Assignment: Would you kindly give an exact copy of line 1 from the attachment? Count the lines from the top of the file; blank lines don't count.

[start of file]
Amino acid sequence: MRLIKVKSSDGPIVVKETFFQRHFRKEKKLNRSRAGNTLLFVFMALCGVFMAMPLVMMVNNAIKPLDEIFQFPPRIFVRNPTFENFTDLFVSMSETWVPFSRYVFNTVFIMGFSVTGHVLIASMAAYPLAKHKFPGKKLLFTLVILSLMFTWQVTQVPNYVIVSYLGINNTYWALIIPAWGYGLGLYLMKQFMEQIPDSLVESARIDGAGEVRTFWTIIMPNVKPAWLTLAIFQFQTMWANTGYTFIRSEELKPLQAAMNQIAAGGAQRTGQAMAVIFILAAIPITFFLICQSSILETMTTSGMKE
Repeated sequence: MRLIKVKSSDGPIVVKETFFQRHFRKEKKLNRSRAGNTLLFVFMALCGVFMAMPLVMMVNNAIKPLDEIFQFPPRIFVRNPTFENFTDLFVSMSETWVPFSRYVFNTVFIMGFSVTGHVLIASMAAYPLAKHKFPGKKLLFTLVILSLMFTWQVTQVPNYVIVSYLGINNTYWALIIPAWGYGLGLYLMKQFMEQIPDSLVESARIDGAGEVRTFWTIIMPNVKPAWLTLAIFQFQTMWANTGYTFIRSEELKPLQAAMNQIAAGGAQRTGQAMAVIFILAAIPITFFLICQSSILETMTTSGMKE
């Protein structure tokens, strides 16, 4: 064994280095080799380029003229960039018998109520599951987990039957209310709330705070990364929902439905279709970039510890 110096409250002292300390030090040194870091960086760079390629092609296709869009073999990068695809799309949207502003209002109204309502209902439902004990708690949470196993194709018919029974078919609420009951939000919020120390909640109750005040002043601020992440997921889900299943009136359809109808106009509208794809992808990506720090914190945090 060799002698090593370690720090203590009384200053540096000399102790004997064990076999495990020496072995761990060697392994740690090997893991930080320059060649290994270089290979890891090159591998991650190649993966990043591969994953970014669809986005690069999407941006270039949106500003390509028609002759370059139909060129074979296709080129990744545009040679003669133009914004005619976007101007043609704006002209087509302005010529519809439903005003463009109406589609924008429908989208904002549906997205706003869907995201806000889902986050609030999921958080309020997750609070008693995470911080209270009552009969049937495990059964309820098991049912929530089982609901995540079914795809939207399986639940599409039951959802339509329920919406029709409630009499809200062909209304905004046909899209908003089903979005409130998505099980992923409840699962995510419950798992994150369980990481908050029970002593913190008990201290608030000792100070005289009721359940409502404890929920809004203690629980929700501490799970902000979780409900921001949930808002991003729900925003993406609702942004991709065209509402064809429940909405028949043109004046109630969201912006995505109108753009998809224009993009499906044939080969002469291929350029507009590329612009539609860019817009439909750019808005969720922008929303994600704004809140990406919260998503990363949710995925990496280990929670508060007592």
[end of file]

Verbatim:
Amino acid sequence: MRLIKVKSSDGPIVVKETFFQRHFRKEKKLNRSRAGNTLLFVFMALCGVFMAMPLVMMVNNAIKPLDEIFQFPPRIFVRNPTFENFTDLFVSMSETWVPFSRYVFNTVFIMGFSVTGHVLIASMAAYPLAKHKFPGKKLLFTLVILSLMFTWQVTQVPNYVIVSYLGINNTYWALIIPAWGYGLGLYLMKQFMEQIPDSLVESARIDGAGEVRTFWTIIMPNVKPAWLTLAIFQFQTMWANTGYTFIRSEELKPLQAAMNQIAAGGAQRTGQAMAVIFILAAIPITFFLICQSSILETMTTSGMKE